America's Best Leaders: Condoleezza Rice, U.S. Secretary of State
"Con dolcezza," in Italian, means "with sweetness," a musical reference. Secretary of State Condoleezza Rice, a classically trained pianist, can indeed show a touch of southern charm in her meetings with foreign leaders.
But there is also a steeliness behind the svelte, well-dressed "slip of a girl," as one of her mentors, former National Security Adviser Brent Scowcroft, once described his first impression upon meeting the young scholar of Soviet and Russian affairs. For this is the woman who, later as an aide on Scowcroft's National Security Council, physically blocked burly Russian leader Boris Yeltsin from barging in on then President George H. W. Bush without an appointment. As the provost of Stanford University, then President Bush's national security adviser, and now America's top diplomat, her reputation for toughness has only grown.
European diplomats were surprised at her blunt warnings in private this year not to lift an arms embargo on China; they eventually backed down, preserving the ban. "She told them our ships and sailors would be on the receiving end" of European-made weapons if the United States and China ever came to blows over Taiwan, says an aide. A devout Christian, she attended church services in Beijing, a not-so-veiled statement for religious freedom in the Communist country. And after the arrest of a democracy activist in Egypt, she canceled an expected visit. When she did travel to Egypt, Rice met with the activist and delivered perhaps the sternest public lecture ever by a visiting American diplomat on the need for Egypt to move toward full democracy.
To many, Rice's Olympian career riseto be the first African-American woman to serve as secretary of statealready offers a heady role model of leadership. But Rice, 50, is now facing her most severe professional challenge: to launch the "transformational diplomacy" she says is needed to spread the blessings of democracy and freedomand tear out the roots of Islamist terrorism.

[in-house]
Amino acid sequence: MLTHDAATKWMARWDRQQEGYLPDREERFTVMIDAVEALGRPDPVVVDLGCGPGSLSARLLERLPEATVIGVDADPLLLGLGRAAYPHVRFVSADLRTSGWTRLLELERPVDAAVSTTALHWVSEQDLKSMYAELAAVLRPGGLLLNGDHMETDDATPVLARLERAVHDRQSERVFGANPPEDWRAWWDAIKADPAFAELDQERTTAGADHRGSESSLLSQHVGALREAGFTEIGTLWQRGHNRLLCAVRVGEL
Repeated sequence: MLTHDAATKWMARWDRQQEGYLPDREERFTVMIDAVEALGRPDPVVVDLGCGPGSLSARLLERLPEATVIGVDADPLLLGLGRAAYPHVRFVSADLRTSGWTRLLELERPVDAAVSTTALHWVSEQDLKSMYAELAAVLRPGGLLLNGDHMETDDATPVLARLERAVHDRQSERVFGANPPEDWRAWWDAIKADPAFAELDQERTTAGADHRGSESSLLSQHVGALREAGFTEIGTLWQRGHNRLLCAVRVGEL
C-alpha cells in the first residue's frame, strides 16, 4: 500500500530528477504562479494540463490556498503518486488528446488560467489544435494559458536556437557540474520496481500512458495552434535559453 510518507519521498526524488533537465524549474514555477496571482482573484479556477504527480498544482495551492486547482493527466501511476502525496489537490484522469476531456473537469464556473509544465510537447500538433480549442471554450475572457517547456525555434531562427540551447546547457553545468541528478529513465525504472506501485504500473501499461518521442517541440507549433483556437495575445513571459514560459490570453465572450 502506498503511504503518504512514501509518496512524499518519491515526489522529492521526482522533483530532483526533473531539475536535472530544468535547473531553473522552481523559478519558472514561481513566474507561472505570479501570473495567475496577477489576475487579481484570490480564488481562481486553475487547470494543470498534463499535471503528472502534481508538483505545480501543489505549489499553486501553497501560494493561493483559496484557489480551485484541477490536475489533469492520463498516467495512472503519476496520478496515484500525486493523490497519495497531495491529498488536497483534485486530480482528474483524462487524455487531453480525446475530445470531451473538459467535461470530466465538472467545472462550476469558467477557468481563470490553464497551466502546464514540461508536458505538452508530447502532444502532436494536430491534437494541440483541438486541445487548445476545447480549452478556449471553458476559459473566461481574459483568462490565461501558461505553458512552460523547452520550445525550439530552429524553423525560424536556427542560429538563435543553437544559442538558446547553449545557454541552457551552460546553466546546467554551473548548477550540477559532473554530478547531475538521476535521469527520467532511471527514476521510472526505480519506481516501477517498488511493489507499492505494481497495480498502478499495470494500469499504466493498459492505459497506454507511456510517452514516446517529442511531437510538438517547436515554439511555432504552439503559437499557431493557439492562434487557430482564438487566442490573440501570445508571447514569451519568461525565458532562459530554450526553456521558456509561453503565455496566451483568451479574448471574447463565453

Already in her first nine months at Foggy Bottom, she has scored some at least tentative successes. U.S. diplomacy on North Korea has shown new suppleness, leading to the resumption of stalled talks and an agreement on the goal of no nuclear weapons. Relations with Europe have improved after disputes over Iraq and other issues. Washington is suddenly on the same page as Europe on pressuring Iran to abandon its suspect nuclear projects. Rice encouraged a deal to send war-crimes suspects in the ethnic violence in Sudan's Darfur region to an international court. And Rice personally negotiated a deal over who would lead the Organization of American States, avoiding a damaging spat with Latin American countries.
Sensing the need to conduct some global repair work on America's relationships, she has broken past records for travel as secretary of state. She has drawn to her side a group of experienced pragmatists. And Rice has restored the primacy of the State Department in the making of foreign policy after four years of internal squabbling. "You can put a bow on that one," says Derek Chollet, a foreign-policy analyst at the Center for Strategic and International Studies and a former adviser to Democratic Sen. John Edwards.